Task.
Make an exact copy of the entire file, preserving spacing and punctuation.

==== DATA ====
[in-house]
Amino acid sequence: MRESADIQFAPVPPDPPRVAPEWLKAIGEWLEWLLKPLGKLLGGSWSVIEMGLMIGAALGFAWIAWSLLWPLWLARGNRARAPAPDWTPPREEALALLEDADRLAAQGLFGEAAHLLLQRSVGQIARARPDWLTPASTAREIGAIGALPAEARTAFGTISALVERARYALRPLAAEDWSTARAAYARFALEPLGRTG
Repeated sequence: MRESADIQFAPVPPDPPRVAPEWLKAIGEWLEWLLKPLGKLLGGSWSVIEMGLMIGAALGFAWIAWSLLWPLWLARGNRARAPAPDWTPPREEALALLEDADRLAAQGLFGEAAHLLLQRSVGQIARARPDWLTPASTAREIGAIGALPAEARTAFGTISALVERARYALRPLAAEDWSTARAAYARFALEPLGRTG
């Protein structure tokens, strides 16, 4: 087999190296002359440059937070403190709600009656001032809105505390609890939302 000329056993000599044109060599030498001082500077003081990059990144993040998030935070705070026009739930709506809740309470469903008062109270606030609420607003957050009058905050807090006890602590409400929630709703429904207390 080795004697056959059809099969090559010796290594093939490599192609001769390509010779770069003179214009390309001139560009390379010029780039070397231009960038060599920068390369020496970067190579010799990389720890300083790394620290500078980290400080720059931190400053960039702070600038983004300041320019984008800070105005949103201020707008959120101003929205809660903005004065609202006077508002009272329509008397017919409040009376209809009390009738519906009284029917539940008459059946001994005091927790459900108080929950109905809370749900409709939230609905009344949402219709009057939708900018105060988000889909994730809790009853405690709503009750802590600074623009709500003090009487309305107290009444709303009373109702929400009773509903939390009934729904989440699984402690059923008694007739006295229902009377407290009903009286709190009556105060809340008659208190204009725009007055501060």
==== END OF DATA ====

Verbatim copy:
[in-house]
Amino acid sequence: MRESADIQFAPVPPDPPRVAPEWLKAIGEWLEWLLKPLGKLLGGSWSVIEMGLMIGAALGFAWIAWSLLWPLWLARGNRARAPAPDWTPPREEALALLEDADRLAAQGLFGEAAHLLLQRSVGQIARARPDWLTPASTAREIGAIGALPAEARTAFGTISALVERARYALRPLAAEDWSTARAAYARFALEPLGRTG
Repeated sequence: MRESADIQFAPVPPDPPRVAPEWLKAIGEWLEWLLKPLGKLLGGSWSVIEMGLMIGAALGFAWIAWSLLWPLWLARGNRARAPAPDWTPPREEALALLEDADRLAAQGLFGEAAHLLLQRSVGQIARARPDWLTPASTAREIGAIGALPAEARTAFGTISALVERARYALRPLAAEDWSTARAAYARFALEPLGRTG
């Protein structure tokens, strides 16, 4: 087999190296002359440059937070403190709600009656001032809105505390609890939302 000329056993000599044109060599030498001082500077003081990059990144993040998030935070705070026009739930709506809740309470469903008062109270606030609420607003957050009058905050807090006890602590409400929630709703429904207390 080795004697056959059809099969090559010796290594093939490599192609001769390509010779770069003179214009390309001139560009390379010029780039070397231009960038060599920068390369020496970067190579010799990389720890300083790394620290500078980290400080720059931190400053960039702070600038983004300041320019984008800070105005949103201020707008959120101003929205809660903005004065609202006077508002009272329509008397017919409040009376209809009390009738519906009284029917539940008459059946001994005091927790459900108080929950109905809370749900409709939230609905009344949402219709009057939708900018105060988000889909994730809790009853405690709503009750802590600074623009709500003090009487309305107290009444709303009373109702929400009773509903939390009934729904989440699984402690059923008694007739006295229902009377407290009903009286709190009556105060809340008659208190204009725009007055501060």